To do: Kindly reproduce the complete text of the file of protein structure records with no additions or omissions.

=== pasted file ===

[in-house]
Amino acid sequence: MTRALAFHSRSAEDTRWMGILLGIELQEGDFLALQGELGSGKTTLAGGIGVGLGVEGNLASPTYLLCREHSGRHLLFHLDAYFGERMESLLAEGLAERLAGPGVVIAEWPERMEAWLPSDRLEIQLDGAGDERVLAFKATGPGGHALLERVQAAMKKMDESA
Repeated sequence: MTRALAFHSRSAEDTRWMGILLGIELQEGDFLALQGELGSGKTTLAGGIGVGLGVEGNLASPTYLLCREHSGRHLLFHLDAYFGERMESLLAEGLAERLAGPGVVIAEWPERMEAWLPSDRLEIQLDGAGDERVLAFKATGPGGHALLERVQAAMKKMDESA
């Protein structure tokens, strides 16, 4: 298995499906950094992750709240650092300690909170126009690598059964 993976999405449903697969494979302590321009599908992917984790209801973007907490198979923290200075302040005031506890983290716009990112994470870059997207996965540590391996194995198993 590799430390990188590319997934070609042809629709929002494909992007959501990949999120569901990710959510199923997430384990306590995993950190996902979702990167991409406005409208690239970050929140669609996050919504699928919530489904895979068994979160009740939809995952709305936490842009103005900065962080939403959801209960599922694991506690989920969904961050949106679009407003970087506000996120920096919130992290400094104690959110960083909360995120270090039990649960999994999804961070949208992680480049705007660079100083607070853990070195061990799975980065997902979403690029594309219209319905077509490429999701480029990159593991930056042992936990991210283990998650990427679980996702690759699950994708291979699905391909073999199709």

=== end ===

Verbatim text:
[in-house]
Amino acid sequence: MTRALAFHSRSAEDTRWMGILLGIELQEGDFLALQGELGSGKTTLAGGIGVGLGVEGNLASPTYLLCREHSGRHLLFHLDAYFGERMESLLAEGLAERLAGPGVVIAEWPERMEAWLPSDRLEIQLDGAGDERVLAFKATGPGGHALLERVQAAMKKMDESA
Repeated sequence: MTRALAFHSRSAEDTRWMGILLGIELQEGDFLALQGELGSGKTTLAGGIGVGLGVEGNLASPTYLLCREHSGRHLLFHLDAYFGERMESLLAEGLAERLAGPGVVIAEWPERMEAWLPSDRLEIQLDGAGDERVLAFKATGPGGHALLERVQAAMKKMDESA
């Protein structure tokens, strides 16, 4: 298995499906950094992750709240650092300690909170126009690598059964 993976999405449903697969494979302590321009599908992917984790209801973007907490198979923290200075302040005031506890983290716009990112994470870059997207996965540590391996194995198993 590799430390990188590319997934070609042809629709929002494909992007959501990949999120569901990710959510199923997430384990306590995993950190996902979702990167991409406005409208690239970050929140669609996050919504699928919530489904895979068994979160009740939809995952709305936490842009103005900065962080939403959801209960599922694991506690989920969904961050949106679009407003970087506000996120920096919130992290400094104690959110960083909360995120270090039990649960999994999804961070949208992680480049705007660079100083607070853990070195061990799975980065997902979403690029594309219209319905077509490429999701480029990159593991930056042992936990991210283990998650990427679980996702690759699950994708291979699905391909073999199709």